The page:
Our pattern set collection contains many photographs of the bridge taken from various angles and vantage points, and at different times of day. Several show the bridge enveloped in fog, a common occurrence in San Francisco.

This set contains 25 paintable patterns.

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The Evolution of Paint by Number

What holds you back from creating art? Is it time? Expenses? Experience? Perfectionism? These were some of the first thoughts that went into creating the Paint by Number kit — the perfect art activity that surpassed all excuses.

In 1950, commercial artist Dan Robbins, and entrepreneur Max S. Klein, invented the concept of painting by numbers. This new creation married an art form with a hobby; painting and jig-saw puzzles. The Craft Master product was sold by the Palmer Paint Company in Detroit, Michigan.

By 1954 over 12 million kits had been distributed all over the world. Each kit had two paint brushes and up to 90 paint colors. Different paints were given each a number. Included in the kit was a canvas complete with light blue or grey lines and number markings to guide the artist as to where to place the appropriate paint color.

Not only did this innovative product make, “Every man a Rembrandt,” it created a new pastime. Like any intriguing art project, many individuals (mostly adult females) found painting by numbers to have addictive qualities — in the best sense of the word, of course. By the time a mysterious image revealed the hills of a landscape, dynamic sea, cuddly pet or even Leonardo da Vinci’s “The Last Supper,” the artist was hooked.

However, not everyone looked at this as art work. Some critics laughed in disdain about what adults were filling their time with. But in the end, the educational value proved to be a positive selling point for the product. It was seen as a transitional item that introduced those interested in art to the tools and techniques necessary to flourish in the trade.

Not only did it open a creative outlet for individuals,  it offered attractive, homemade decorations. To this day completed works hang in museums and galleries. In 1993 the daughter of Max Klein donated the Paint by Number archives to the Smithsonian Museum of American History. It’s even said that Paint by Number kits, completed by White House staff members, were hung along a corridor of the West Wing.

Between idea conception and present day, the Paint by Number art phenomenon has come full circle. In the 1960s it was adopted into the realm of Pop Art. Then, in the 1970s the designs became more abstract to fit the maturing tastes of art enthusiasts. By the 1990s, Paint by Number was looking for ways to regain a footing in the craft market of America; a telephone survey led them to create the “America’s Most Wanted” kit. Around this time, numerous children’s art companies, like Crafthouse and Janlynn started to produce Paint by Number kits for kids; there are even designs inspired by Disney Characters.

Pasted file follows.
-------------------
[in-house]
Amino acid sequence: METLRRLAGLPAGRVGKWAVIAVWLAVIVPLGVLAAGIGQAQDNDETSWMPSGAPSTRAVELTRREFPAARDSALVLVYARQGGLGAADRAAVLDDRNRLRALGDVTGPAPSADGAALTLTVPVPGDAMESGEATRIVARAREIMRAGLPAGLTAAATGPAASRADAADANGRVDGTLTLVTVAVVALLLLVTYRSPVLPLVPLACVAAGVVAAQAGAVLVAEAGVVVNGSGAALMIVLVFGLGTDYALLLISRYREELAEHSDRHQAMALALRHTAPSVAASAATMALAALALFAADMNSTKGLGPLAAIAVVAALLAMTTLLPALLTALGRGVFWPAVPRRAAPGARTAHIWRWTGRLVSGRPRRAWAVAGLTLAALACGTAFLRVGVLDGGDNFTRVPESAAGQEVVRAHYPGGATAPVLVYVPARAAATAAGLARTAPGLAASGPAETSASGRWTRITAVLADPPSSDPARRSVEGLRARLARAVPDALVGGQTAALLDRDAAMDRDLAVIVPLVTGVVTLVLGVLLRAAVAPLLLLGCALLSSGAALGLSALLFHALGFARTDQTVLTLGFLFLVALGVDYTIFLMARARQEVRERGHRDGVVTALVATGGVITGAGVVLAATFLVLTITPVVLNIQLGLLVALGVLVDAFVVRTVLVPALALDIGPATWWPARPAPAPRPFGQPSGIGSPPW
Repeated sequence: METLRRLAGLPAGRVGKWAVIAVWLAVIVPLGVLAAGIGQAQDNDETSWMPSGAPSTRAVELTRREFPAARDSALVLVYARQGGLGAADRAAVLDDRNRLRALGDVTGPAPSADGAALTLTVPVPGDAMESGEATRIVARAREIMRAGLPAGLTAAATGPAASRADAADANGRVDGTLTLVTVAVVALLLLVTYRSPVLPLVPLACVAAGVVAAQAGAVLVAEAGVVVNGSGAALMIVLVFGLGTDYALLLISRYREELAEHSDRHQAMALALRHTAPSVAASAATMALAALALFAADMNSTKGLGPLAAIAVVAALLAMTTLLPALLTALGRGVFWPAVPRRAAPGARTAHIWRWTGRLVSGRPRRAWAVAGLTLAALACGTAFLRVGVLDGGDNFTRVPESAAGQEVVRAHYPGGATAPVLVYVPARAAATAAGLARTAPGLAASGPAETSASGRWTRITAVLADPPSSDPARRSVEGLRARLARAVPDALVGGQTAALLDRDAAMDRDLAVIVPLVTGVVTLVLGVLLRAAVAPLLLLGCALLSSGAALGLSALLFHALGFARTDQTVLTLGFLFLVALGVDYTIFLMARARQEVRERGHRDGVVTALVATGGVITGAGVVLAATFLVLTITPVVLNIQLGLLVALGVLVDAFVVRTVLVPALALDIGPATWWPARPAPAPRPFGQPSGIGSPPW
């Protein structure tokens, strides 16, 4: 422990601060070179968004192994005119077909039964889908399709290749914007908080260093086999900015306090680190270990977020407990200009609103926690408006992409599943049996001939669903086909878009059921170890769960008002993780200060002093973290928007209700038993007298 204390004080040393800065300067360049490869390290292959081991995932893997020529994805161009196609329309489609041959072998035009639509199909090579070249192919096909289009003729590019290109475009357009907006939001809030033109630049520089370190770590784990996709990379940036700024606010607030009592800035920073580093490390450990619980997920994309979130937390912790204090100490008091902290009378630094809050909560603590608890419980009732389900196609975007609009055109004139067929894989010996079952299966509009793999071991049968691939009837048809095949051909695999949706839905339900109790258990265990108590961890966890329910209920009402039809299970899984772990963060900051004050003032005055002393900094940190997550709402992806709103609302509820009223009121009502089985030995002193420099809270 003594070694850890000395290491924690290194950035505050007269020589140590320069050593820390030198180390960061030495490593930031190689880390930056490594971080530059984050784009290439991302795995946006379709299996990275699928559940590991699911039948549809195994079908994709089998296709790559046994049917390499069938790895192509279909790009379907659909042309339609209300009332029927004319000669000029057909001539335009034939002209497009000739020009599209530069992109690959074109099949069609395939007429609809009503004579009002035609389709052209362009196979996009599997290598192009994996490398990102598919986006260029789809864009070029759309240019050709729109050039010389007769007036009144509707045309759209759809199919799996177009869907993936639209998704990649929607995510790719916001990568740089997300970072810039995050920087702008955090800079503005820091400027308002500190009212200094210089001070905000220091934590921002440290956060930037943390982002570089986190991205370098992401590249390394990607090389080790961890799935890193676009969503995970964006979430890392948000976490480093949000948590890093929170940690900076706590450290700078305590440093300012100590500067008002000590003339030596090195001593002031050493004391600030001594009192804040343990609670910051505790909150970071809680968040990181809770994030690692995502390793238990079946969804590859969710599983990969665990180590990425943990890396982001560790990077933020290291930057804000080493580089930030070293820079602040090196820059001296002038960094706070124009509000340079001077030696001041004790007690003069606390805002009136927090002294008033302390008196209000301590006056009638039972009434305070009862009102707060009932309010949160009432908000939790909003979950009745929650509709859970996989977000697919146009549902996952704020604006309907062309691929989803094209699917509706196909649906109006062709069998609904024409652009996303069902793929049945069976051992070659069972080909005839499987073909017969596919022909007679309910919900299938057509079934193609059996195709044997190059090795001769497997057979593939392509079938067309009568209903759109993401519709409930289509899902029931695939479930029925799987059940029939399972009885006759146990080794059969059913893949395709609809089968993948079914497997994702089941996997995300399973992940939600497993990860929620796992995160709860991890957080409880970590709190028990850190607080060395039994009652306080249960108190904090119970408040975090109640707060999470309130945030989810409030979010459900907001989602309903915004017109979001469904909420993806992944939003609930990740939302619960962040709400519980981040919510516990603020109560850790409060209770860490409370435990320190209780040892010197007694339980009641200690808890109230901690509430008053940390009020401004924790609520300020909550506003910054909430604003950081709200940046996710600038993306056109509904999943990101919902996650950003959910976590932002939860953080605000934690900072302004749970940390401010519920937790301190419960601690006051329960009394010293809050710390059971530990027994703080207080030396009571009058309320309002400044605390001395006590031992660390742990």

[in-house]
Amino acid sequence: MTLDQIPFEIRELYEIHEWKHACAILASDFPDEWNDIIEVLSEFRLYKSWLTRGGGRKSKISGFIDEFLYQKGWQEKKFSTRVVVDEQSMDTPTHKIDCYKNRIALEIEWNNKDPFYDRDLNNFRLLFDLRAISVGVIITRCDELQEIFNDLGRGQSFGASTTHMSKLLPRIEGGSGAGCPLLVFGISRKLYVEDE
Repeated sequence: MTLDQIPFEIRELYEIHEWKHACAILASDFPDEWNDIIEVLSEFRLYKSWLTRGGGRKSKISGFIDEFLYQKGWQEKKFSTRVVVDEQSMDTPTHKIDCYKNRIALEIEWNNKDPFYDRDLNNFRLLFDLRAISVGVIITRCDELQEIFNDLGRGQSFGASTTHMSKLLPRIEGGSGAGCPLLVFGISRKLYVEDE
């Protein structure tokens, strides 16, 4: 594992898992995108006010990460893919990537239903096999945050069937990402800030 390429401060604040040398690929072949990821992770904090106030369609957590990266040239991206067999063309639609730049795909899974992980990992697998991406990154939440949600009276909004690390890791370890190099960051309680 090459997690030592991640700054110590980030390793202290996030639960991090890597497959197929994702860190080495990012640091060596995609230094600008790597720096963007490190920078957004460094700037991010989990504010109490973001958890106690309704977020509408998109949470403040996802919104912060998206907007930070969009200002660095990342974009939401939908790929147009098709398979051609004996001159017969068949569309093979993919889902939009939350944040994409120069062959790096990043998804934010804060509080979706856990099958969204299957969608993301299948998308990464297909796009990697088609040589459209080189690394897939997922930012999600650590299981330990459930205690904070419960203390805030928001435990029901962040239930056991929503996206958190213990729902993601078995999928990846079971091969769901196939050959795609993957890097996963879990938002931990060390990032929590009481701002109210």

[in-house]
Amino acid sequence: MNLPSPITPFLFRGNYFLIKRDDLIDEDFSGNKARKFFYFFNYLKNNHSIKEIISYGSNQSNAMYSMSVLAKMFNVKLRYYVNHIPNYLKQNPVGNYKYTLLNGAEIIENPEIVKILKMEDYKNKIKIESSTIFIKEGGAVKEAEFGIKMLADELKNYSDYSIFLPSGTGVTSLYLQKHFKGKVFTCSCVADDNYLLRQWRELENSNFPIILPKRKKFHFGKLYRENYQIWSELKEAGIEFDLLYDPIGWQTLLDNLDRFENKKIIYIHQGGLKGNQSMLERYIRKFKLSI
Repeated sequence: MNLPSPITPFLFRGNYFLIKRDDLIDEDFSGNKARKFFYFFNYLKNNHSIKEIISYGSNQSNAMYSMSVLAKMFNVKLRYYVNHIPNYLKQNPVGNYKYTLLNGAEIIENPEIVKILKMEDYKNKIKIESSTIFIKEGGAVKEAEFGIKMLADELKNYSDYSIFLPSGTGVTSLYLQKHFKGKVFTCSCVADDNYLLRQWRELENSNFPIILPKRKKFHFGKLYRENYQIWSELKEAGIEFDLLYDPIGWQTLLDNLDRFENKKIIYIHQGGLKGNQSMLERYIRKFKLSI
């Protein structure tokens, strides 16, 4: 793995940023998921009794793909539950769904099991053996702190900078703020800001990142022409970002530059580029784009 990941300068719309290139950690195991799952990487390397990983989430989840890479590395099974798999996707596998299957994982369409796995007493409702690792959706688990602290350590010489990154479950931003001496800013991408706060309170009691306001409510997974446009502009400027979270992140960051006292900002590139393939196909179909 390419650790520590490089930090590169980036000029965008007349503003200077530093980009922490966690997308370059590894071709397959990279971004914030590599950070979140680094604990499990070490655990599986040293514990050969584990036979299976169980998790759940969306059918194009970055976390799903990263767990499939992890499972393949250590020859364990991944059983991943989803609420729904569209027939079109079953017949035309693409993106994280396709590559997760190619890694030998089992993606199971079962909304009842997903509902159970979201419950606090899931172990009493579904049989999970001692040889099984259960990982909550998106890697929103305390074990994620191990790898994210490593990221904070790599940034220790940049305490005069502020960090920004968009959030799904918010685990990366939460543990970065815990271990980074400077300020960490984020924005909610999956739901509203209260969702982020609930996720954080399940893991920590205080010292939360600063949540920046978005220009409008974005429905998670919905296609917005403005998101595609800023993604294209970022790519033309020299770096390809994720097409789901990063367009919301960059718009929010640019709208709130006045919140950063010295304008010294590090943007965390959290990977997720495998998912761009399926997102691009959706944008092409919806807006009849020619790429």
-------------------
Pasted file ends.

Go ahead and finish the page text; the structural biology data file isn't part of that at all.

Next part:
With the advent of virtual technology, it seemed only natural that Paint by Number programs become available through a computer. This is the type of innovative thinking that encouraged SegPlay, a color by number kit fit for your computer. Like Paint by Number kits, it is accessible at anytime, you can leave and return to your design as you choose, and it has the good addictive qualities that will fulfill leisure pastime. Also, like the Paint by Number phenomenon, SegPlay is always looking for new ways to serve artists. This is why Segmation SegPlayPC is evolving.

Be an Artist in 2 minutes with Segmation SegPlay® PC (see more details here)

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Art Therapy Treats more than the Heart

Sergio Calatroni Art Room in Milan have customized a wheelchair for Italian art director Fabrizio Sclavi.

Therapies that use art have been popular for many years. One notable practice is color therapy. Colors have a strong influence on the human mind and encourages action in addition to guiding reaction, speech, and even attributes to higher-than-normal test scores.

But did you know that art therapy treats more than just the heart? It can help the body too. There are a number of creative activities, crafts, and art projects that stimulate the human body and result in a better functioning person.

People with disabilities know this is true. While having a disability can be challenging, its intensity is drastically lessened when people change certain behaviors that replace negative circumstances with positive action.

Having a bright outlook and light heart can take a disabled person to a new level of personal success. These qualities are available to anyone with or without a disability through the wonderful world of arts and crafts. This is because it keeps the mind engaged and encourages creativity, confidence, and basic motor skills.